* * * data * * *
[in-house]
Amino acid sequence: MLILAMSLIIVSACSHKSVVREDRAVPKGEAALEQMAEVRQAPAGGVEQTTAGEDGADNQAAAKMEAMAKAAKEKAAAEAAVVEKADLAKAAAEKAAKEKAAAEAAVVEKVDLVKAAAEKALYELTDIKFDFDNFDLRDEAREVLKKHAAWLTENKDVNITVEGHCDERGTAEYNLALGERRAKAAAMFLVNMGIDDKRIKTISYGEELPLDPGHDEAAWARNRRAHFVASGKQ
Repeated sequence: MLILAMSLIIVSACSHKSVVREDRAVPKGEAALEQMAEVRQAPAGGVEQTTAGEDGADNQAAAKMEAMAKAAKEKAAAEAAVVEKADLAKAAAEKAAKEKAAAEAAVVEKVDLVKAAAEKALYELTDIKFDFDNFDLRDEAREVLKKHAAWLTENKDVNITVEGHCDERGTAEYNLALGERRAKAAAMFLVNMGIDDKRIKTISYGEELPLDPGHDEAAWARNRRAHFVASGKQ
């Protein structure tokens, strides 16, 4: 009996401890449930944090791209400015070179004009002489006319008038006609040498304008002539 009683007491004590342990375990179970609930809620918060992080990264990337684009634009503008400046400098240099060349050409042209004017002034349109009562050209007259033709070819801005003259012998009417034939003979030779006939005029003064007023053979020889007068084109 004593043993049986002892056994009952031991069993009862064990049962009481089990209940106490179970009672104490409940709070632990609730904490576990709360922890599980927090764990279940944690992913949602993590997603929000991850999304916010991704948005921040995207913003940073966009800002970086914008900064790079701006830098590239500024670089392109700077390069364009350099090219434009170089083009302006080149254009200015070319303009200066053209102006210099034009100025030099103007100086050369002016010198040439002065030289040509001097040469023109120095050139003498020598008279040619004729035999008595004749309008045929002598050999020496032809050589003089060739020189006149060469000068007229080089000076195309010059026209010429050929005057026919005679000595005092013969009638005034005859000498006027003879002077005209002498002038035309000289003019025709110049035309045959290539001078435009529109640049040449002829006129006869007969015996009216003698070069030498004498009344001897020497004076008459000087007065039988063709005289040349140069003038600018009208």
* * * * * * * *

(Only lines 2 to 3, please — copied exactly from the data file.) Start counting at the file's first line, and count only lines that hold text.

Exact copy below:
Amino acid sequence: MLILAMSLIIVSACSHKSVVREDRAVPKGEAALEQMAEVRQAPAGGVEQTTAGEDGADNQAAAKMEAMAKAAKEKAAAEAAVVEKADLAKAAAEKAAKEKAAAEAAVVEKVDLVKAAAEKALYELTDIKFDFDNFDLRDEAREVLKKHAAWLTENKDVNITVEGHCDERGTAEYNLALGERRAKAAAMFLVNMGIDDKRIKTISYGEELPLDPGHDEAAWARNRRAHFVASGKQ
Repeated sequence: MLILAMSLIIVSACSHKSVVREDRAVPKGEAALEQMAEVRQAPAGGVEQTTAGEDGADNQAAAKMEAMAKAAKEKAAAEAAVVEKADLAKAAAEKAAKEKAAAEAAVVEKVDLVKAAAEKALYELTDIKFDFDNFDLRDEAREVLKKHAAWLTENKDVNITVEGHCDERGTAEYNLALGERRAKAAAMFLVNMGIDDKRIKTISYGEELPLDPGHDEAAWARNRRAHFVASGKQ